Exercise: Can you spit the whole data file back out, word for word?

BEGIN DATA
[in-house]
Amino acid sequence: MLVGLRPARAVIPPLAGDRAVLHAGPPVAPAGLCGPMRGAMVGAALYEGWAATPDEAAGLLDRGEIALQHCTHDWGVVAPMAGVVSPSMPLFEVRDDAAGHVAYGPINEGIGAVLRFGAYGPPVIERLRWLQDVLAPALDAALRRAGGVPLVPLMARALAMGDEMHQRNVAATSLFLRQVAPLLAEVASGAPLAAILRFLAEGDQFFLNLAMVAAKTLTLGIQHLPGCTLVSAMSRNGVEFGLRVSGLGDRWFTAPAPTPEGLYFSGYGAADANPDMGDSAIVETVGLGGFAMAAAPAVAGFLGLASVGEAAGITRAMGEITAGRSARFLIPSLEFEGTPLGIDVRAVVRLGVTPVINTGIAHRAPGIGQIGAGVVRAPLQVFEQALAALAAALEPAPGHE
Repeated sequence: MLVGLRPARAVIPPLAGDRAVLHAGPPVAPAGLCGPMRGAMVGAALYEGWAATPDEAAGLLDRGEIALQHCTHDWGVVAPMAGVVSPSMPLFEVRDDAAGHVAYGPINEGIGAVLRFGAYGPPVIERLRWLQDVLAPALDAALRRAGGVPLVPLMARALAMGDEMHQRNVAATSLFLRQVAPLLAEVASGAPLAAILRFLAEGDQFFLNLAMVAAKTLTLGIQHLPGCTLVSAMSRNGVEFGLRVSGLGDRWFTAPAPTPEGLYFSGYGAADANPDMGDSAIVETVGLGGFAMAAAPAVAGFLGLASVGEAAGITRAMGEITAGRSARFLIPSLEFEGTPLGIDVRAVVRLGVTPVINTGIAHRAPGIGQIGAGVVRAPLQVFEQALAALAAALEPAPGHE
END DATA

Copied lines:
[in-house]
Amino acid sequence: MLVGLRPARAVIPPLAGDRAVLHAGPPVAPAGLCGPMRGAMVGAALYEGWAATPDEAAGLLDRGEIALQHCTHDWGVVAPMAGVVSPSMPLFEVRDDAAGHVAYGPINEGIGAVLRFGAYGPPVIERLRWLQDVLAPALDAALRRAGGVPLVPLMARALAMGDEMHQRNVAATSLFLRQVAPLLAEVASGAPLAAILRFLAEGDQFFLNLAMVAAKTLTLGIQHLPGCTLVSAMSRNGVEFGLRVSGLGDRWFTAPAPTPEGLYFSGYGAADANPDMGDSAIVETVGLGGFAMAAAPAVAGFLGLASVGEAAGITRAMGEITAGRSARFLIPSLEFEGTPLGIDVRAVVRLGVTPVINTGIAHRAPGIGQIGAGVVRAPLQVFEQALAALAAALEPAPGHE
Repeated sequence: MLVGLRPARAVIPPLAGDRAVLHAGPPVAPAGLCGPMRGAMVGAALYEGWAATPDEAAGLLDRGEIALQHCTHDWGVVAPMAGVVSPSMPLFEVRDDAAGHVAYGPINEGIGAVLRFGAYGPPVIERLRWLQDVLAPALDAALRRAGGVPLVPLMARALAMGDEMHQRNVAATSLFLRQVAPLLAEVASGAPLAAILRFLAEGDQFFLNLAMVAAKTLTLGIQHLPGCTLVSAMSRNGVEFGLRVSGLGDRWFTAPAPTPEGLYFSGYGAADANPDMGDSAIVETVGLGGFAMAAAPAVAGFLGLASVGEAAGITRAMGEITAGRSARFLIPSLEFEGTPLGIDVRAVVRLGVTPVINTGIAHRAPGIGQIGAGVVRAPLQVFEQALAALAAALEPAPGHE